Psychotherapy is “talk” therapy. It involves talking with a mental health professional to treat a mental illness. Psychotherapy can occur one-on-one or in a group. Research shows that support from family and friends can be an important part of therapy.
Physical activity makes happy and is important to maintain psychic health. Researchers of Karlsruhe Institute of Technology (KIT) and the Central Institute of Mental Health in Mannheim studied the brain regions which play a central role in this process.
Back in March, just as anxiety over COVID-19 began spreading across the U.S., Erinn Baldeschwiler of La Conner, Washington, found herself facing her own private dread.
Researchers from the University Medical Centre Hamburg-Eppendorf and University Hospital, Munich in Germany, have reported their findings on the course of obsessive-compulsive disorders (OCDs) during the coronavirus disease 2019 (COVID-19) pandemic.
A new nationwide poll, the GeneSight Mental Health Monitor, shows that nearly two-thirds (61%) of Americans age 65 or older who have concerns about having depression will not seek treatment.
A growing body of evidence supports the effectiveness of mindfulness approaches to promote positive changes in health behaviors.
In a small study of adults with major depression, Johns Hopkins Medicine researchers report that two doses of the psychedelic substance psilocybin, given with supportive psychotherapy, produced rapid and large reductions in depressive symptoms, with most participants showing improvement and half of study participants achieving remission through the four-week follow-up.
Research from the University of Kent, the Research center on Interactive Media, Smart systems and Emerging technologies - RISE Ltd and the University of Cyprus has revealed that Virtual Reality technology can have significant impact on the validity of remote health appointments for those with eating disorders, through a process called Virtual Reality Exposure Therapy.
Cohen Veterans Bioscience, a non-profit research biotech advancing brain health solutions, today announces findings from a study which generates new evidence in support of a critical brain imaging biomarker, that may help guide people who suffer from post-traumatic stress disorder or major depressive disorder towards the most effective treatment.
A new study of asylum seekers in Germany suggests that, among those with symptoms of depression, anxiety, or posttraumatic stress disorder (PTSD), few receive a diagnosis from the health care system, and of those diagnosed, many do not receive treatment.
A new report suggests that lingering "brain fog" and other neurological symptoms after COVID-19 recovery may be due to post-traumatic stress disorder (PTSD), an effect observed in past human coronavirus outbreaks such as SARS and MERS.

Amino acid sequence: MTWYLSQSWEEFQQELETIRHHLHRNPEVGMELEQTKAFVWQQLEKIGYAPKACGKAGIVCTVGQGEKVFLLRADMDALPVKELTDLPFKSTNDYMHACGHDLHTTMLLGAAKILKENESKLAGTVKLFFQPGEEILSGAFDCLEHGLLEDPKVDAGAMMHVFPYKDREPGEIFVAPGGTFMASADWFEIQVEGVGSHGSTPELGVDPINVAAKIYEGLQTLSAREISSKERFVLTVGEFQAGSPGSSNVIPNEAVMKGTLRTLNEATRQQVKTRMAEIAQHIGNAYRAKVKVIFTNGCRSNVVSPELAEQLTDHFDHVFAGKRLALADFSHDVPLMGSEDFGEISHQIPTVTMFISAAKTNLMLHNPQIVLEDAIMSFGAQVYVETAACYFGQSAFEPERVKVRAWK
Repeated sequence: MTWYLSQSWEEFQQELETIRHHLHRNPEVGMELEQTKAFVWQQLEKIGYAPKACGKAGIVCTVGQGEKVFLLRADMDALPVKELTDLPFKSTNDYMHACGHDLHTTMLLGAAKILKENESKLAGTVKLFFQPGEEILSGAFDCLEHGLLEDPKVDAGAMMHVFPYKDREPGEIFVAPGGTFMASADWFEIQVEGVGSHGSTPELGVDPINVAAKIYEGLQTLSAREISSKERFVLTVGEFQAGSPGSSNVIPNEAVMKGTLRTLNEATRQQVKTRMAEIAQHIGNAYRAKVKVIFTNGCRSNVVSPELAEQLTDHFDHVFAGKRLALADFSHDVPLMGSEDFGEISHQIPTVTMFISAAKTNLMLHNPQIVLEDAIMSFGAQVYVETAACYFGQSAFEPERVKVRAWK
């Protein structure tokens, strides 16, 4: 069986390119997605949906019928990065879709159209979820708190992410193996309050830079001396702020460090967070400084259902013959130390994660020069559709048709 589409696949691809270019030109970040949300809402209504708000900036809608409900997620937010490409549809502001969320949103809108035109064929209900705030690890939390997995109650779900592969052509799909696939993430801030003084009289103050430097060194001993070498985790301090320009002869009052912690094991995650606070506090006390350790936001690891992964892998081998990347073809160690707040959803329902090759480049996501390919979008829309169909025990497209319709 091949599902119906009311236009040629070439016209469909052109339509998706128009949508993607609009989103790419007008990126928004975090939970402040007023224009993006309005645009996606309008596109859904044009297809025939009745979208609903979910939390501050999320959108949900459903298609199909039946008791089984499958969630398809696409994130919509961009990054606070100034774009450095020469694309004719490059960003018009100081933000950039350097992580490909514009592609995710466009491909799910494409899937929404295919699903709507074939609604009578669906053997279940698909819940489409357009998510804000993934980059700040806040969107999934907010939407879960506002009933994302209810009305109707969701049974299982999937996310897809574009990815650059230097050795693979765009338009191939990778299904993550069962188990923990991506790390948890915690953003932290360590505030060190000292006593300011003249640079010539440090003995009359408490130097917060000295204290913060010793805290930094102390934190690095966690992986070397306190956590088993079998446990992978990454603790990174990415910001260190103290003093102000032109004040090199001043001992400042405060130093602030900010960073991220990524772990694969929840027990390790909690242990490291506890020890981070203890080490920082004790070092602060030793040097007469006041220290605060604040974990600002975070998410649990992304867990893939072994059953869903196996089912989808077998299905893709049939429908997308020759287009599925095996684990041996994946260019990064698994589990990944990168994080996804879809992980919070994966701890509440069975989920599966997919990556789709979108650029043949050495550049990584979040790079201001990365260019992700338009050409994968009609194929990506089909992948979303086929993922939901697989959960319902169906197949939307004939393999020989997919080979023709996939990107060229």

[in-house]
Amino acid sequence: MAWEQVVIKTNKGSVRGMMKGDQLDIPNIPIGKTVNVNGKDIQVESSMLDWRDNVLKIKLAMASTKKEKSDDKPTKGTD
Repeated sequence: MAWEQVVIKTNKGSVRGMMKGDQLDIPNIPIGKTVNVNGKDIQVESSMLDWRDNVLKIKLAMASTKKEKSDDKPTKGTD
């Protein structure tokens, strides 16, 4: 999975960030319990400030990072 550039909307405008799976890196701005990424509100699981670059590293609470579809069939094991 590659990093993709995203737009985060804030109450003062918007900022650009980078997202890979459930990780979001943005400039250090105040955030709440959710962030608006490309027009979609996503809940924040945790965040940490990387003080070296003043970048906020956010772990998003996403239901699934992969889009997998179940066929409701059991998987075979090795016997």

The COVID-19 pandemic has disrupted or halted critical mental health services in 93% of countries worldwide while the demand for mental health is increasing, according to a new WHO survey.
The current issue of Psychotherapy and Psychosomatics reports an article that analyzes the data that are available on what may happen when psychotropic drugs are discontinued.
Digital phenotyping approaches that collect and analyze Smartphone-user data on locations, activities, and even feelings - combined with machine learning to recognize patterns and make predictions from the data - have emerged as promising tools for monitoring patients with psychosis spectrum illnesses, according to a report in the September/October issue of Harvard Review of Psychiatry
Researchers at University of Illinois Chicago are studying a novel approach to delivering care to those with moderate depression and anxiety: through artificial intelligence, or AI.
A common consequence of chronically high alcohol consumption is a decline in cognitive function, which can even progress to full-blown dementia. However, we do not yet fully understand how alcohol damages the brain.
A new UCLA study shows partially overlapping patterns of brain function in people with anorexia nervosa and those with body dysmorphic disorder, a related psychiatric condition characterized by misperception that particular physical characteristics are defective.
Early identification and treatment is vital to avoid long-term mental health consequences from COVID-19 among children and young people, say researchers.
The COVID-19 pandemic has caused worldwide fear, uncertainty and restriction of movement. The physical distancing, socio-economic consequences of quarantine measures, and the loss of social support are a grave threat to public mental health.
Persistent depressive disorder (PDD) is very common and debilitating, but only few therapeutic options exist that target this form of depression.
Traumatic brain injury is a leading cause of death and disability. Post-injury distress is common, with many individuals experiencing chronic anxiety and depressive symptoms as well as chronic pain.